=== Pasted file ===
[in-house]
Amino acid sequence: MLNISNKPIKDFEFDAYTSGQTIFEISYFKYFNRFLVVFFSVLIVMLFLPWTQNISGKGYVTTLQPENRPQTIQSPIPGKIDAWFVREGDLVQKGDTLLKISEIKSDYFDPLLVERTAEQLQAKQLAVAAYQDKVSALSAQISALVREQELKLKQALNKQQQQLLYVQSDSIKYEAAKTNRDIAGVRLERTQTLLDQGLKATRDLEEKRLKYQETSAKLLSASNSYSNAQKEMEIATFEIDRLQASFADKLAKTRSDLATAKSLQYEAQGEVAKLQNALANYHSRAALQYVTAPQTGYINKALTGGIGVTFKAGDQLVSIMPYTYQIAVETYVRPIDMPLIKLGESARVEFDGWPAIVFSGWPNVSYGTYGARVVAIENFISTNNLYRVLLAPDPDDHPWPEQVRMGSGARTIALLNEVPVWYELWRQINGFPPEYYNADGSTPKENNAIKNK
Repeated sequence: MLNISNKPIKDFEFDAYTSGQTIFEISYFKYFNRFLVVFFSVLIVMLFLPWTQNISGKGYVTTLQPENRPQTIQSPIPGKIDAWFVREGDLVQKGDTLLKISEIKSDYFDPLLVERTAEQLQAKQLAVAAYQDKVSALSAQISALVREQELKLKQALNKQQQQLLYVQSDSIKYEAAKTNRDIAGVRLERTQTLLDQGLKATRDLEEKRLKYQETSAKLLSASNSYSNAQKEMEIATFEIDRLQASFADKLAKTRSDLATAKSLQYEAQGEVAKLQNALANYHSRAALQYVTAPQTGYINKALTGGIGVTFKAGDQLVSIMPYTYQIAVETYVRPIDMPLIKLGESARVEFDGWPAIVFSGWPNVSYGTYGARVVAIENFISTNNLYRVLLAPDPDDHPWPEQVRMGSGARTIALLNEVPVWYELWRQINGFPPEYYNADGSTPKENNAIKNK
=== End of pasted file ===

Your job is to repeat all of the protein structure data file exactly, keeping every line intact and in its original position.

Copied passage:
[in-house]
Amino acid sequence: MLNISNKPIKDFEFDAYTSGQTIFEISYFKYFNRFLVVFFSVLIVMLFLPWTQNISGKGYVTTLQPENRPQTIQSPIPGKIDAWFVREGDLVQKGDTLLKISEIKSDYFDPLLVERTAEQLQAKQLAVAAYQDKVSALSAQISALVREQELKLKQALNKQQQQLLYVQSDSIKYEAAKTNRDIAGVRLERTQTLLDQGLKATRDLEEKRLKYQETSAKLLSASNSYSNAQKEMEIATFEIDRLQASFADKLAKTRSDLATAKSLQYEAQGEVAKLQNALANYHSRAALQYVTAPQTGYINKALTGGIGVTFKAGDQLVSIMPYTYQIAVETYVRPIDMPLIKLGESARVEFDGWPAIVFSGWPNVSYGTYGARVVAIENFISTNNLYRVLLAPDPDDHPWPEQVRMGSGARTIALLNEVPVWYELWRQINGFPPEYYNADGSTPKENNAIKNK
Repeated sequence: MLNISNKPIKDFEFDAYTSGQTIFEISYFKYFNRFLVVFFSVLIVMLFLPWTQNISGKGYVTTLQPENRPQTIQSPIPGKIDAWFVREGDLVQKGDTLLKISEIKSDYFDPLLVERTAEQLQAKQLAVAAYQDKVSALSAQISALVREQELKLKQALNKQQQQLLYVQSDSIKYEAAKTNRDIAGVRLERTQTLLDQGLKATRDLEEKRLKYQETSAKLLSASNSYSNAQKEMEIATFEIDRLQASFADKLAKTRSDLATAKSLQYEAQGEVAKLQNALANYHSRAALQYVTAPQTGYINKALTGGIGVTFKAGDQLVSIMPYTYQIAVETYVRPIDMPLIKLGESARVEFDGWPAIVFSGWPNVSYGTYGARVVAIENFISTNNLYRVLLAPDPDDHPWPEQVRMGSGARTIALLNEVPVWYELWRQINGFPPEYYNADGSTPKENNAIKNK